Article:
Diagnostic accuracy of physician review, expert algorithms and data-derived algorithms in adult verbal autopsies.
Quigley MA., Chandramohan D., Rodrigues LC.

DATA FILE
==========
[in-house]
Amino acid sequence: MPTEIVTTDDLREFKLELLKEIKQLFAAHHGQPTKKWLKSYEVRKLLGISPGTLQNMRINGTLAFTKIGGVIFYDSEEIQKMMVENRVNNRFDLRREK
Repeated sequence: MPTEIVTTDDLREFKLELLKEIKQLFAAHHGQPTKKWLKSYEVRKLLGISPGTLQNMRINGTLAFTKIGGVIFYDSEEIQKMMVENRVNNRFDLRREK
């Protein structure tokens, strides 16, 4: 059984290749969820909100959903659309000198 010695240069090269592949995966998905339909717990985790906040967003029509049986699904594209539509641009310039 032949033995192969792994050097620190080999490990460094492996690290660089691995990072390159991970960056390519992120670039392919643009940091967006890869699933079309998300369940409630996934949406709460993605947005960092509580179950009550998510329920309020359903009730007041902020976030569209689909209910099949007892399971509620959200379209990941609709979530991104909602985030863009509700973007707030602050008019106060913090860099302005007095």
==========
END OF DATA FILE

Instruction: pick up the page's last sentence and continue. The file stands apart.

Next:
BACKGROUND: The verbal autopsy (VA) is used to collect information on cause-specific mortality from bereaved relatives. A cause of death may be assigned by physician review of the questionnaires, or by an algorithm. We compared the diagnostic accuracy of physician review, an expert algorithm, and data-derived algorithms. METHODS: Data were drawn from a multicentre validation study of 796 adult deaths that occurred in hospitals in Tanzania, Ethiopia, and Ghana. A 'gold standard' cause of death was assigned using hospital records and death certificates. The VA interviews were carried out by trained fieldworkers 1-21 months after the subject's death. A cause of death was assigned by physician review and an expert algorithm. Data-derived algorithms that most accurately estimated the cause-specific mortality fraction (CSMF) for each cause of death were identified using logistic regression. RESULTS: The most common causes of death were tuberculosis/AIDS (CSMF = 18.6%), malaria (CSMF = 10.7%), meningitis (CSMF = 8.3%), and cardiovascular disorders (CSMF = 8.2%). The CSMF obtained using physician review was within +/-20% of the gold standard value for 12 causes of death including the four common causes. The CSMF obtained using the expert algorithm was within +/-20% of the gold standard for eight causes of death, including tuberculosis/AIDS, malaria, and meningitis. The CSMF obtained using the data-derived algorithms was within +/-20% of the gold standard for seven causes of death, including tuberculosis/ AIDS, meningitis, and cardiovascular disorders. All three methods yielded a specificity of at least 80% for all causes of death, and a sensitivity of at least 80% for deaths due to injuries and rabies. CONCLUSIONS: For those settings where physician review is not feasible, expert and data-derived algorithms provide an alternative approach for assigning many causes of death. We recommend that the algorithms proposed herein are validated further.